I often say that if I could go back to 2006 I would in a heartbeat. I was 20 years old, still lived with my parents, and spent all of my income on bright-colored sneakers to look cool. It was a lot of fun, trying to keep up with everyone else, and showing the world that you were able to score the latest Nike SB release or dig a pair of Air Maxes out of a mom-and-pop shop. But that was 11 years ago and a lot has changed in my life -- I’ve moved out of my parents house and have a better job than being a part-time salesman at a sporting goods store -- and a lot has changed in the world, too. But I’m still addicted to sneakers, even though I’m in my 30s and don’t expect people to always notice what I have on my feet.
When you cross over the threshold of 30, you’re supposed to focus on things other than sneakers: your career, relationships, and investing in your financial stability. Those things aren’t typically associated with waiting in lines for shoes or spending hundreds of dollars a month on footwear. It’s also tough to justify dressing like a teenager, or competing with people who were wearing toddler-sized shoes when you were trying to flex on NikeTalk for the latest Yeezy release.
But there’s also something liberating when no one expects you to be “cool” anymore, even if that comes with your job description.
Take a look at John Mayer. He’s been a big sneaker connoisseur for the past decade, but he’s 39 years old, an acoustic guitar player and singer/songwriter, and one of the most influential people in the sneaker world and streetwear. And he’s not chasing the most hyped sneakers. He’s just imparting his taste on the current climate, and it’s washing over like a high tide.
When we’re young sneaker fanatics, it’s a blast. You can make regrettable purchases, get caught up in pandemonium that makes your heart pound with anticipation, and compete with your friends to see whose shoes hold more weight. I’m not saying you can’t do that when you get older, but it starts to change.
You start to find joy in sneakers that speak to you in a way that doesn’t equal retweets or Instagram likes, but because they have a story that speaks to you or, believe it or not, you just like wearing them for whatever odd reason. Oh, and comfort. For the first time in, maybe, ever, I chose a pair of sneakers over another because I knew I’d be walking around all day and my feet were going to hurt after awhile. My 31-year-old self is laughing at my 20-year-old self who used to wear sneakers that were a size too small in the hopes that someone would recognize them and make a positive comment.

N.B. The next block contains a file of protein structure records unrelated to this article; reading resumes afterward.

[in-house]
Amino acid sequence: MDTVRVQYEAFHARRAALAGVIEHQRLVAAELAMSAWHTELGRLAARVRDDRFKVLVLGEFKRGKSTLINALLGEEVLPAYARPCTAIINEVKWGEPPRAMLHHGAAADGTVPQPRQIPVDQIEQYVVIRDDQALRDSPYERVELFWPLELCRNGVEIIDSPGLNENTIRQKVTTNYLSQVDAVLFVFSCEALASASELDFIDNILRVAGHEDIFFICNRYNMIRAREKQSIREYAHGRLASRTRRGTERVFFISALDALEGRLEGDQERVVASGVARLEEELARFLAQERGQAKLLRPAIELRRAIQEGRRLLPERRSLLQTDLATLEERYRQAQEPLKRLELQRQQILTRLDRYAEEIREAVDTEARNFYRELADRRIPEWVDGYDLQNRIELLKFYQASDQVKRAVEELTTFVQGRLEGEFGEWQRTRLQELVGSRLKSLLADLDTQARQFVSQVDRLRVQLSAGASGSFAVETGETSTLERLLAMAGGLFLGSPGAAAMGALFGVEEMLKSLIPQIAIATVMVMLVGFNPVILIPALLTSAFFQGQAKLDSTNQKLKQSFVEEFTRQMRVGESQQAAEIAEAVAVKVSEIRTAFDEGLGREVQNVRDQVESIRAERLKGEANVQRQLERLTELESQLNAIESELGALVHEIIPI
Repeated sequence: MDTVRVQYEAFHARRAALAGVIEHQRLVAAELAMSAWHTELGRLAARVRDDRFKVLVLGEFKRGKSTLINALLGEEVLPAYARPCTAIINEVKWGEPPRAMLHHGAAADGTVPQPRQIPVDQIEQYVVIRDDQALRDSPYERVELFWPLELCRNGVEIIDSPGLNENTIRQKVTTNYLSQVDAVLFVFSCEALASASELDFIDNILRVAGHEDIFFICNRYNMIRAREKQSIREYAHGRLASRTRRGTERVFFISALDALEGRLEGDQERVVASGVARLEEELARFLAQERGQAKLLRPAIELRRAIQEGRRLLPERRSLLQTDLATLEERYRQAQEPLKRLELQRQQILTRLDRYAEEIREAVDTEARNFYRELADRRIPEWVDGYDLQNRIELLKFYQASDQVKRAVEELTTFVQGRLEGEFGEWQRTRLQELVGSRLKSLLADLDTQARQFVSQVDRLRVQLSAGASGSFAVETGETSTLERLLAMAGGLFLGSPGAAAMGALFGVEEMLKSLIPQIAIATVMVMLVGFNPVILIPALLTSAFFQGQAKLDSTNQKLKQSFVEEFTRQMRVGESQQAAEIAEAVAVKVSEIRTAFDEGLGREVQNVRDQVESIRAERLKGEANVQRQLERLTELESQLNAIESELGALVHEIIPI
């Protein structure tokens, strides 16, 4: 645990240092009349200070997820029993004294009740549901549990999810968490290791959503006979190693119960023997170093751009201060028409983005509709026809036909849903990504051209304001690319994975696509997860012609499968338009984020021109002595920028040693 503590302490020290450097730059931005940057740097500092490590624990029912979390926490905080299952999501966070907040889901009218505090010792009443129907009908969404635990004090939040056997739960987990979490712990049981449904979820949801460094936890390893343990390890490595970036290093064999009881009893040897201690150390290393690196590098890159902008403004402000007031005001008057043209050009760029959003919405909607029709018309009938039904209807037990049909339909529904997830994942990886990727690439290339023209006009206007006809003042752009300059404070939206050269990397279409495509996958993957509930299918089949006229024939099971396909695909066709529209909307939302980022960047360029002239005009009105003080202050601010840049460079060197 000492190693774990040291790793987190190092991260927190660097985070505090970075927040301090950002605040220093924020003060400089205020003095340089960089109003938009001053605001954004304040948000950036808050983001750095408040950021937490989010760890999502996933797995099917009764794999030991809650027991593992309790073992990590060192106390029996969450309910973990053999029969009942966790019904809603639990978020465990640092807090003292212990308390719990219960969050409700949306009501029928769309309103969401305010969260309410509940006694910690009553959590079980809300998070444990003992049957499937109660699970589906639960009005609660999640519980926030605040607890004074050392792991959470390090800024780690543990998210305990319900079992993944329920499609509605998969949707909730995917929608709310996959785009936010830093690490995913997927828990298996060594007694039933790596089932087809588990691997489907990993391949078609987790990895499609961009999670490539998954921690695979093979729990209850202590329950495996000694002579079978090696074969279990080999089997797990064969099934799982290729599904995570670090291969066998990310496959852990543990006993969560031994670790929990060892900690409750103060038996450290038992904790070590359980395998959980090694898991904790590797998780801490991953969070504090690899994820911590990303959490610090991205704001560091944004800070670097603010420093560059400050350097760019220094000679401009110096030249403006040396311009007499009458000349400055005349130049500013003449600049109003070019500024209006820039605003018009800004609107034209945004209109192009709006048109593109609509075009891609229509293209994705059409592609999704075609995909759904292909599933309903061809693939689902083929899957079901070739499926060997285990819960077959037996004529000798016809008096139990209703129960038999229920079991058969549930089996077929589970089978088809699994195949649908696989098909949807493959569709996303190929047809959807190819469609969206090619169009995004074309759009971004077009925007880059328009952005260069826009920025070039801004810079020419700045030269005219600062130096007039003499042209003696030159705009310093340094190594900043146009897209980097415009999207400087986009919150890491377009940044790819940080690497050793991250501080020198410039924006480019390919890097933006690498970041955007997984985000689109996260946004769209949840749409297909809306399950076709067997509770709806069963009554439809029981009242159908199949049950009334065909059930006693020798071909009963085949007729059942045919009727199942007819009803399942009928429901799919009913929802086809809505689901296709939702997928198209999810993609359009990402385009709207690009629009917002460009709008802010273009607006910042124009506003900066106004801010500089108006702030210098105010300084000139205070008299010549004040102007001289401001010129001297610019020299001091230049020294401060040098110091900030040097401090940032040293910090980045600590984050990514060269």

When I turned 30, there was this impending sense of doom that overwhelmed me: the best years of my life were gone. I also couldn’t front like I was a 20-year-old college student who bought sneakers to impress girls at parties or like-minded guys on the Internet. If I still wanted to have the same fervor and appreciation of sneakers, I’d have to approach things in a different way. To people on the outside, my footwear choices have gotten bland -- New Balance 990s and Adidas Gazelles -- but they still give me the same feeling that cracking open a fresh pair of Nike SB Dunks used to. You start to realize it’s not about how others perceive your shoes, but what they mean to you. You can buy something on sale and it’s as fulfilling as spending $1,000 on the latest and greatest rapper-co-signed Boost sneaker at Flight Club. And they’re probably more exclusive, as the streets and social media aren’t flooded with everyone wearing the same pair. On top of that, you plan on actually wearing the sneakers more than once, too.
Being passionate about shoes isn’t about completing a checklist that makes you more relevant than others -- I’d be stupid to say that certain sneakers are god-fucking-awful, though, because they are, and I’ve become more disgruntled by shoes and their marketing as the years go on -- but it’s become more about satisfying your undying itch for sneakers that you’ll never be able to scratch. And you start to make stronger connections with other sneaker nerds who have been bitten by the lifelong bug. The only thing that’s really changed from your high school and college days is that you have more disposable income, but you’ve become more discerning on how you spend it. Until you get an email from your favorite boutique and how they just slashed prices by 70 percent, or a random sneaker has just been retroed with buttery suede, and your checking account is going to take a hit once again. Your life might be preoccupied with other things in the time it takes for the shoes to arrive at your grown-up job, but opening that box, pulling back the tissue paper, and pulling out the new sneakers gives you the same grin it did 15 years ago. Only the sneakers themselves might be different.